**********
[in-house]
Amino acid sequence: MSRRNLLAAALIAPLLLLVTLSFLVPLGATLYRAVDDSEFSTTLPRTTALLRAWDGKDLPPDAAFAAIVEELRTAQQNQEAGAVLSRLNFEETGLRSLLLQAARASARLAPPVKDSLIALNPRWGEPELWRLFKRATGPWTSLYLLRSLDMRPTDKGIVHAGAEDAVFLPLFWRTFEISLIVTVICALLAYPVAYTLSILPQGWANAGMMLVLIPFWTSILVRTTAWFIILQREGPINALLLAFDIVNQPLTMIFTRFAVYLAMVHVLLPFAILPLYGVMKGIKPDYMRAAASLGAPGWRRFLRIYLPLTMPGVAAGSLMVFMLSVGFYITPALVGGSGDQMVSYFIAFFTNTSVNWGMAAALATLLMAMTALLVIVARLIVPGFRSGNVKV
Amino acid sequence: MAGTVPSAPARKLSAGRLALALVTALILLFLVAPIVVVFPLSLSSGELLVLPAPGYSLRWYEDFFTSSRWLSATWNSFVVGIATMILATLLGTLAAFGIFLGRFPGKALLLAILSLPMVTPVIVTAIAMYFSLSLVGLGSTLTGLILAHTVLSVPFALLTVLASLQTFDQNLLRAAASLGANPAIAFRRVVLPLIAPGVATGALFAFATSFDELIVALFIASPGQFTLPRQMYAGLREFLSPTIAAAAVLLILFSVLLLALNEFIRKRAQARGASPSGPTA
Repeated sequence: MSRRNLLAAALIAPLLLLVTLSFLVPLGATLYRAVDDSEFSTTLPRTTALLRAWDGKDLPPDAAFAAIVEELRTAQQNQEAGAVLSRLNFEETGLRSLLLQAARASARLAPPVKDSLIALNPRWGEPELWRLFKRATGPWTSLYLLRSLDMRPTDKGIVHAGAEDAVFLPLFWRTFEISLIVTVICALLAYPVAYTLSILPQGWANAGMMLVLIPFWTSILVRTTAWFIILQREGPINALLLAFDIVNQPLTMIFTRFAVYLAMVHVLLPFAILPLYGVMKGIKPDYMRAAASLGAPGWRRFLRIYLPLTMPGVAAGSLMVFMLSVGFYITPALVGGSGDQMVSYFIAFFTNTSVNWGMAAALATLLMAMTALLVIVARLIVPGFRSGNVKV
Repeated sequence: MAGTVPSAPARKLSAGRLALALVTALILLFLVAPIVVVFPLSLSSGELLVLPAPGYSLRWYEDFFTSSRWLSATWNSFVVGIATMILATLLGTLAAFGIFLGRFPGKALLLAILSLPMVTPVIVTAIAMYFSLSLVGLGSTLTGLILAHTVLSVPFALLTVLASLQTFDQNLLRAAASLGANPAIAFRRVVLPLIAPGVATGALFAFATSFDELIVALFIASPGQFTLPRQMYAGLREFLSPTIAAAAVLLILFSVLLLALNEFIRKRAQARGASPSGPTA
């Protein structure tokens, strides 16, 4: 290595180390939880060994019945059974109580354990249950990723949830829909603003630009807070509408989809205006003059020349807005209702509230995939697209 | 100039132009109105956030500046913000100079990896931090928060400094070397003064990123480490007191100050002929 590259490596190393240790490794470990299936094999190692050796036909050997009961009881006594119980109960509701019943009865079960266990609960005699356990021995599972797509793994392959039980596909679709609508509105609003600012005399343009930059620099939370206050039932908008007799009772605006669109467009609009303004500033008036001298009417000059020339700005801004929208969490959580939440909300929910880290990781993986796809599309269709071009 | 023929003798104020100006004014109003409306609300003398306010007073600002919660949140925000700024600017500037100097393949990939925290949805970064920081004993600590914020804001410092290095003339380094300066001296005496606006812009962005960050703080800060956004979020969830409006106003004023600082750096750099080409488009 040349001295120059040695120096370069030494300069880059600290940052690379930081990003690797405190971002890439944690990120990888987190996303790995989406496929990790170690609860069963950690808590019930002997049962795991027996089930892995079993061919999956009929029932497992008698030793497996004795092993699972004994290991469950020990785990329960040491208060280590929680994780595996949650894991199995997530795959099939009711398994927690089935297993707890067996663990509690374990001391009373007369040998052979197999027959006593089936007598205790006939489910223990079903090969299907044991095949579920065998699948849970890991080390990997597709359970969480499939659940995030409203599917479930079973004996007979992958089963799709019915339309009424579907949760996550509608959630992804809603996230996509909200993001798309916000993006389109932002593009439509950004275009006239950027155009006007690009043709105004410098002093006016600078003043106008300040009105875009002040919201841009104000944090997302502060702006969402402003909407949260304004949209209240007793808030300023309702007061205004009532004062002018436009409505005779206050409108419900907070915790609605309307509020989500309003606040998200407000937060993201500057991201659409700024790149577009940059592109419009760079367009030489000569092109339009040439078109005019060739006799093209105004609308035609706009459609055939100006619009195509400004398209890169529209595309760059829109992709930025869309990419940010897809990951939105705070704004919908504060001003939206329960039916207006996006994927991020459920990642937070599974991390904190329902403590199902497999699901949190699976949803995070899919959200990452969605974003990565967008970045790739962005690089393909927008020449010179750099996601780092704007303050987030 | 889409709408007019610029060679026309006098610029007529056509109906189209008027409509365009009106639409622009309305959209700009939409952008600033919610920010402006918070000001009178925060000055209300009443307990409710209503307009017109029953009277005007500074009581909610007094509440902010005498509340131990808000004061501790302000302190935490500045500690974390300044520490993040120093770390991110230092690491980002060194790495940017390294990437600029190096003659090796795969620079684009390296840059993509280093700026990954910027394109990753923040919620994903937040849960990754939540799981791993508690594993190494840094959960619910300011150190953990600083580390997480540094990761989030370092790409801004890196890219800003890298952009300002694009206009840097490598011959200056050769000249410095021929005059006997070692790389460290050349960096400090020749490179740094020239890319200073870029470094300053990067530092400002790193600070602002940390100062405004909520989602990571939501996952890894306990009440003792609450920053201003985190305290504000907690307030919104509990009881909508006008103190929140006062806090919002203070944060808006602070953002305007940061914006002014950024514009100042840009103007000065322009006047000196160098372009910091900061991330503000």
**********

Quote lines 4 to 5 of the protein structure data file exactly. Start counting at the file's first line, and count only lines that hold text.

Repeated sequence: MSRRNLLAAALIAPLLLLVTLSFLVPLGATLYRAVDDSEFSTTLPRTTALLRAWDGKDLPPDAAFAAIVEELRTAQQNQEAGAVLSRLNFEETGLRSLLLQAARASARLAPPVKDSLIALNPRWGEPELWRLFKRATGPWTSLYLLRSLDMRPTDKGIVHAGAEDAVFLPLFWRTFEISLIVTVICALLAYPVAYTLSILPQGWANAGMMLVLIPFWTSILVRTTAWFIILQREGPINALLLAFDIVNQPLTMIFTRFAVYLAMVHVLLPFAILPLYGVMKGIKPDYMRAAASLGAPGWRRFLRIYLPLTMPGVAAGSLMVFMLSVGFYITPALVGGSGDQMVSYFIAFFTNTSVNWGMAAALATLLMAMTALLVIVARLIVPGFRSGNVKV
Repeated sequence: MAGTVPSAPARKLSAGRLALALVTALILLFLVAPIVVVFPLSLSSGELLVLPAPGYSLRWYEDFFTSSRWLSATWNSFVVGIATMILATLLGTLAAFGIFLGRFPGKALLLAILSLPMVTPVIVTAIAMYFSLSLVGLGSTLTGLILAHTVLSVPFALLTVLASLQTFDQNLLRAAASLGANPAIAFRRVVLPLIAPGVATGALFAFATSFDELIVALFIASPGQFTLPRQMYAGLREFLSPTIAAAAVLLILFSVLLLALNEFIRKRAQARGASPSGPTA